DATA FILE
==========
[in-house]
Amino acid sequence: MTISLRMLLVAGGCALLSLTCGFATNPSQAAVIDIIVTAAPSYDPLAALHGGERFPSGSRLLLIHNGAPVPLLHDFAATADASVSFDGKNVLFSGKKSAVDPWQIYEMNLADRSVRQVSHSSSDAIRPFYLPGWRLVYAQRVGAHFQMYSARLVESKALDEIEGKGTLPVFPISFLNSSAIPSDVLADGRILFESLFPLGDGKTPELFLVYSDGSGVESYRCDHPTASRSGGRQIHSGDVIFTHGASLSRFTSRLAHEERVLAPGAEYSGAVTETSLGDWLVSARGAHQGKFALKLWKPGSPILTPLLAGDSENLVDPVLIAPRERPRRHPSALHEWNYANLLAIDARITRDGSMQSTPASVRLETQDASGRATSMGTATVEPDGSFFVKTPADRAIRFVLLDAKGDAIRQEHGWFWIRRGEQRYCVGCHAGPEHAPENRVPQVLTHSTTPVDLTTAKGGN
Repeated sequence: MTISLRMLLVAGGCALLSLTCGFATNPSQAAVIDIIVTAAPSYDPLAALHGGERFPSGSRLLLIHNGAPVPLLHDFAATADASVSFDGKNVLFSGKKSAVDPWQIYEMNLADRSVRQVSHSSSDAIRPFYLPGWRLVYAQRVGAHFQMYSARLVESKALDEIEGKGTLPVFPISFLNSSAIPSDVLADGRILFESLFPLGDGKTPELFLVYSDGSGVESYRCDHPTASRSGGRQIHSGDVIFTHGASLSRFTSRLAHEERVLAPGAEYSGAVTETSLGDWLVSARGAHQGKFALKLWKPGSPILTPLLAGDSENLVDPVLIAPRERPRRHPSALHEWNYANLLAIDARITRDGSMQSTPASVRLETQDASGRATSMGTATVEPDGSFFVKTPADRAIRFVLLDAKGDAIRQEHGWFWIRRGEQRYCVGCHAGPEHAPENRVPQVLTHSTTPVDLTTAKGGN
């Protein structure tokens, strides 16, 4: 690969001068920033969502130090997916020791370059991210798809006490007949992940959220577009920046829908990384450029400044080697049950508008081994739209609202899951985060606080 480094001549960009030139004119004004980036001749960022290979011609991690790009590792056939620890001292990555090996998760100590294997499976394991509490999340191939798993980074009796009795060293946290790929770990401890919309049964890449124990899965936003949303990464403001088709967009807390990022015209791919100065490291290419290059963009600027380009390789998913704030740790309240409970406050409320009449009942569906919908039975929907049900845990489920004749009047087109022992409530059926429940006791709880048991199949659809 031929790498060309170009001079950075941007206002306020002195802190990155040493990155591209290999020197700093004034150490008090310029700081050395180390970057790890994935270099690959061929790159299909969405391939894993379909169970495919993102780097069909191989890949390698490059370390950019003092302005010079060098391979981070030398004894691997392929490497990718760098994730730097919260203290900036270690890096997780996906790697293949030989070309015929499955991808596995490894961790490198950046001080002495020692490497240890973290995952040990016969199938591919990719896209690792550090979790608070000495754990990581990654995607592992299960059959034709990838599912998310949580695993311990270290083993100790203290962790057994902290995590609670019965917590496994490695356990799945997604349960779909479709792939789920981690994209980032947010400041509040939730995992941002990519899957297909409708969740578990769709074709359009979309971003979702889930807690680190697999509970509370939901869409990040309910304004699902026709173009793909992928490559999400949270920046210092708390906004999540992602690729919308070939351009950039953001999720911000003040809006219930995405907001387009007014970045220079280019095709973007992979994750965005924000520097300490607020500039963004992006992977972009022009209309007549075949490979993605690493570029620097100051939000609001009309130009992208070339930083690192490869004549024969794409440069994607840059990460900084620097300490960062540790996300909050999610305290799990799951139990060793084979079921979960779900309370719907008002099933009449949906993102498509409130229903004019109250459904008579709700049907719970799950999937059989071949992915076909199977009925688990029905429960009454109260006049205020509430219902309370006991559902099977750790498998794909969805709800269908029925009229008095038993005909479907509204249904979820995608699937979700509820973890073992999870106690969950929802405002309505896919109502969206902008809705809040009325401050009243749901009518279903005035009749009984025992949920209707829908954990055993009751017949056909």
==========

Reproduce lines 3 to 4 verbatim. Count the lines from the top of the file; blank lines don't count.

Repeated sequence: MTISLRMLLVAGGCALLSLTCGFATNPSQAAVIDIIVTAAPSYDPLAALHGGERFPSGSRLLLIHNGAPVPLLHDFAATADASVSFDGKNVLFSGKKSAVDPWQIYEMNLADRSVRQVSHSSSDAIRPFYLPGWRLVYAQRVGAHFQMYSARLVESKALDEIEGKGTLPVFPISFLNSSAIPSDVLADGRILFESLFPLGDGKTPELFLVYSDGSGVESYRCDHPTASRSGGRQIHSGDVIFTHGASLSRFTSRLAHEERVLAPGAEYSGAVTETSLGDWLVSARGAHQGKFALKLWKPGSPILTPLLAGDSENLVDPVLIAPRERPRRHPSALHEWNYANLLAIDARITRDGSMQSTPASVRLETQDASGRATSMGTATVEPDGSFFVKTPADRAIRFVLLDAKGDAIRQEHGWFWIRRGEQRYCVGCHAGPEHAPENRVPQVLTHSTTPVDLTTAKGGN
């Protein structure tokens, strides 16, 4: 690969001068920033969502130090997916020791370059991210798809006490007949992940959220577009920046829908990384450029400044080697049950508008081994739209609202899951985060606080 480094001549960009030139004119004004980036001749960022290979011609991690790009590792056939620890001292990555090996998760100590294997499976394991509490999340191939798993980074009796009795060293946290790929770990401890919309049964890449124990899965936003949303990464403001088709967009807390990022015209791919100065490291290419290059963009600027380009390789998913704030740790309240409970406050409320009449009942569906919908039975929907049900845990489920004749009047087109022992409530059926429940006791709880048991199949659809 031929790498060309170009001079950075941007206002306020002195802190990155040493990155591209290999020197700093004034150490008090310029700081050395180390970057790890994935270099690959061929790159299909969405391939894993379909169970495919993102780097069909191989890949390698490059370390950019003092302005010079060098391979981070030398004894691997392929490497990718760098994730730097919260203290900036270690890096997780996906790697293949030989070309015929499955991808596995490894961790490198950046001080002495020692490497240890973290995952040990016969199938591919990719896209690792550090979790608070000495754990990581990654995607592992299960059959034709990838599912998310949580695993311990270290083993100790203290962790057994902290995590609670019965917590496994490695356990799945997604349960779909479709792939789920981690994209980032947010400041509040939730995992941002990519899957297909409708969740578990769709074709359009979309971003979702889930807690680190697999509970509370939901869409990040309910304004699902026709173009793909992928490559999400949270920046210092708390906004999540992602690729919308070939351009950039953001999720911000003040809006219930995405907001387009007014970045220079280019095709973007992979994750965005924000520097300490607020500039963004992006992977972009022009209309007549075949490979993605690493570029620097100051939000609001009309130009992208070339930083690192490869004549024969794409440069994607840059990460900084620097300490960062540790996300909050999610305290799990799951139990060793084979079921979960779900309370719907008002099933009449949906993102498509409130229903004019109250459904008579709700049907719970799950999937059989071949992915076909199977009925688990029905429960009454109260006049205020509430219902309370006991559902099977750790498998794909969805709800269908029925009229008095038993005909479907509204249904979820995608699937979700509820973890073992999870106690969950929802405002309505896919109502969206902008809705809040009325401050009243749901009518279903005035009749009984025992949920209707829908954990055993009751017949056909």